In another curious feature of this modern life, those interested in following the migration of Kemp's ridley turtles can now do so from the comfort of their armchairs. A number of the turtles are being tracked by satellite as part of the Natural Resource Damage Assessment for the Deepwater Horizon spill and their progress across the Gulf of Mexico can be observed at SeaTurtle.org.
After turtles lay their eggs on the beaches of Padre Island National Seashore, scientists swoop in and fit the turtles with transmitters and check their blood for chemicals including "polycyclic aromatic hydrocarbons (PAHs), organic compounds present in crude oil, and for the 'fingerprint' of MC252 oil from the Deepwater Horizon spill," according to the Texas Parks and Wildlife Department.
Scientists are studying blood and pieces of carapace from the mothers as well as the bodies of babies who failed to hatch, Colin McDonald of the San Antonio Express-News reported.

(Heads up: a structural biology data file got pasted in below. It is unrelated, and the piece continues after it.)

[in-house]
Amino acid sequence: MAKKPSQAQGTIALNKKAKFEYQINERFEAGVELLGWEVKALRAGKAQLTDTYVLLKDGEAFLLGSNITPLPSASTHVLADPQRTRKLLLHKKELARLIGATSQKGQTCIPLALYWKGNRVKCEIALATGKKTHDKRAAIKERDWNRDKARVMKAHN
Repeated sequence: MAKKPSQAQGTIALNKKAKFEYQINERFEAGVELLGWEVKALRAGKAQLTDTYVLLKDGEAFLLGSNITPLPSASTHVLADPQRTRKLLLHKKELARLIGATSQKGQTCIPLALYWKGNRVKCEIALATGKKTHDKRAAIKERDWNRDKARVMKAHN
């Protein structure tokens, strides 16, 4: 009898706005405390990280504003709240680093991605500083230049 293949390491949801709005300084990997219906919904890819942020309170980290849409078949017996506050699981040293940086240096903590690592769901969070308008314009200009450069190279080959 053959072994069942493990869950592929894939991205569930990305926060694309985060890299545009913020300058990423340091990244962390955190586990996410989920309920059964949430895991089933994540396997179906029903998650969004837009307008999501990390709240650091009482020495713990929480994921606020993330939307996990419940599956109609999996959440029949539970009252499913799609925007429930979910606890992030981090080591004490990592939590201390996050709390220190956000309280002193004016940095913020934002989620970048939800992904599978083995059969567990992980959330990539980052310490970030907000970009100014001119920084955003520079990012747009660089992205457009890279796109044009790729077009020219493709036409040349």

The Deepwater Horizon oil spill occurred in the turtle's natural range. “That area of the coast of Louisiana has a high concentration of foraging females,” Donna Shaver, the scientist leading the sea turtle project at the Padre Island National Seashore, told McDonald.
Some five hundred live and dead turtles were found in the oil, the U.S. Fish and Wildlife Service's Tom Shearer told the Houston Chronicle 's Harvey Rice.
The National Resources Damage Assessment is "a three-year gulfwide study that could help determine the amount of monetary damages owed by companies responsible for the April 2010 explosion off the coast of Louisiana. The breach released about 5 million barrels of crude," wrote David SIkes of the Corpus Christi Caller-Times .